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Tentacled Snake

Brooke Billingsley

In recent years, the unusual Tentacled Snake has become more popular in the pet trade. These snakes are unusual for many reasons, including their facial tentacles and specific venom that works almost exclusively on their prey. These aquatic snakes are becoming more well known and have caught the eye of many reptile keepers. Keep reading for everything you need to know about the Tentacled Snake.snake divider 2

Quick Facts about Tentacled Snake

Species Name: E. tentaculatum
Common Name: Tentacled Snake
Care Level: Moderate
Lifespan: 10-20 years
Adult Size: 19-30 inches
Diet: Piscivorous
Minimum Tank Size: 20 gallons
Temperature: 76-85˚F

Do Tentacled Snake Make Good Pets?

These unique snakes can be good pets if you don’t expect too much activity out of them. They are usually most active at night, and even then, they don’t move around too much. They are docile, though, making them manageable as pets. They are unlikely to attempt to bite unless they feel threatened or mistake your hand for food.

Appearance

The Tentacled Snake got its name because of the two small tentacles on the tip of the snout. These sensory organs are used to help the snake hunt effectively. The head is long and flat. Their body can be various shades of tan, brown, or grey. They usually have splotches or stripes along the body that help them stay camouflaged in their underwater environment. They also can develop algae growth on the body, which further aids in camouflage.

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How to Take Care of Tentacled Snake

Habitat, Tank Conditions & Setup

Tank

A single Tentacled Snake can be kept in a 20-gallon long tank. However, many people recommend keeping them in small groups. If you are keeping multiple Tentacled Snakes, then plan for a 55-gallon tank or larger. These snakes are fully aquatic, so they need a secure, water-tight aquarium to live in. They do not require land in the environment and will simply come to the water’s surface to breathe. The lid to the tank should be tight-fitting as Tentacled Snakes are known escape artists.

Lighting

Standard day/night lighting cycles are the only requirement of lighting for the tank. If there are live plants in the tank, your light will need to be adequate to support plant life.

Heating

Although a heat lamp can be used to heat the environment, an aquarium heater is recommended. Aim to keep the temperature between 76-85˚F, and the recommended temperature range is 78-82˚F. Ensure the temperature stays stable.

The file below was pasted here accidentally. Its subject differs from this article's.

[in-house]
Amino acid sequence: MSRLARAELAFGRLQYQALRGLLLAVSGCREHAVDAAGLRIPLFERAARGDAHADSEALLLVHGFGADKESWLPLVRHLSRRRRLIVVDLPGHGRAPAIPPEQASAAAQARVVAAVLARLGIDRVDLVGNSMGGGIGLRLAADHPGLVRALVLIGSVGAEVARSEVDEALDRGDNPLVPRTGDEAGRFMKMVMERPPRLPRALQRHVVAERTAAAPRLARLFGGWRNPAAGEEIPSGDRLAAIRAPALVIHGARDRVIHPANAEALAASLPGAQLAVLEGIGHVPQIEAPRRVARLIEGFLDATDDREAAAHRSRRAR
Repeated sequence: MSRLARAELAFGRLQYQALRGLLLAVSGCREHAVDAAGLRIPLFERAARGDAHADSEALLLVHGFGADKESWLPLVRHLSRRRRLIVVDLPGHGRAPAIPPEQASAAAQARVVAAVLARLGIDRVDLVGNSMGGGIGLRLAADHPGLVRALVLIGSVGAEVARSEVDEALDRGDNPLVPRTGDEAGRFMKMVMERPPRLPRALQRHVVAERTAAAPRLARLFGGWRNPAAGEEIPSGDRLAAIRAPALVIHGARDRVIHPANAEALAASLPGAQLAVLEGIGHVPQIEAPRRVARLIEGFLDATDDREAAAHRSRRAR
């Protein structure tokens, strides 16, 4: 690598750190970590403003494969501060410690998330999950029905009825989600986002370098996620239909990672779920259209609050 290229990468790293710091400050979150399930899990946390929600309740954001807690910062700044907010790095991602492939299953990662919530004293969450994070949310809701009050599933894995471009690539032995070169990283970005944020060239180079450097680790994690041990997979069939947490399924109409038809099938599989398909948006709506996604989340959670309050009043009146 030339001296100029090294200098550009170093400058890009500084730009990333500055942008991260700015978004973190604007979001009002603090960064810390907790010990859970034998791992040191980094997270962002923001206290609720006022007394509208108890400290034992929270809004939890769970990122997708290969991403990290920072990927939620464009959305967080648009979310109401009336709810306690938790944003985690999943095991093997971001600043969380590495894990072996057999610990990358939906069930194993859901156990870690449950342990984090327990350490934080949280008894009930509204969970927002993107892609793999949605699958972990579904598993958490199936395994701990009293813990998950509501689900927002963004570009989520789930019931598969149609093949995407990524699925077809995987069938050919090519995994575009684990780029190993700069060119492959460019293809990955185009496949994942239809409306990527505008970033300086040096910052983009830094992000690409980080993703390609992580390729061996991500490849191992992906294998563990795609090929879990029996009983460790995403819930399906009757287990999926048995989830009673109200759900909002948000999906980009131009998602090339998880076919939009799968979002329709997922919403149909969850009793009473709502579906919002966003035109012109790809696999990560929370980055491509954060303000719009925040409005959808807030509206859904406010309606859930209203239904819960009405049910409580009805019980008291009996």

Substrate and pH

No substrate is required for Tentacled Snakes as long as there are items available in the tank for them to anchor to while hunting, like driftwood. Any substrate used should be inert and natural, like sand and not painted gravel. The water’s pH should stay between 5.0-6.5, which can be achieved by keeping a blackwater environment.

Tank Recommendations

Tank Type 20-gallon long glass aquarium
Lighting Day/night lighting
Heating Aquarium heater
Best Substrate Inert and natural

Feeding Your Tentacled Snake

Tentacled Snakes are almost exclusively piscivorous, which means they eat fish. Many people feed them feeder guppies, minnows, and goldfish. Some people have success offering them raw, dead fish, but not all Tentacled Snakes are agreeable to this. In the wild, these fish are occasionally seen eating other aquatic animals, like amphibians. Many carnivorous reptile foods are acceptable for these snakes if they are agreeable to eat it. You’ll know your Tentacled Snake is ready to eat when it anchors itself in the tank and takes on the “J” position that allows them to ambush prey. Plan to feed 20-30 feeder fish per week per snake.

Diet Summary

Fruits 0% of diet
Insects 0% of diet
Fish 100% of diet
Supplements Required N/A

Keeping Your Tentacled Snake Healthy

Proper diet and water quality are necessary to maintaining the health of your Tentacled Snake. Overall, they are healthy and hardy snakes that can live a long time with no health issues with proper care.

Common Health Issues

The most common health issues seen in these snakes are related to the environment the snake lives in. A pH that is too high or subject to rapid swings can make your snake sick. They need a setup similar to what a fish or aquatic turtle would need, including proper filtration. Ammonia and nitrite levels should be maintained at 0ppm, and nitrate levels should be kept to a minimum within the tank.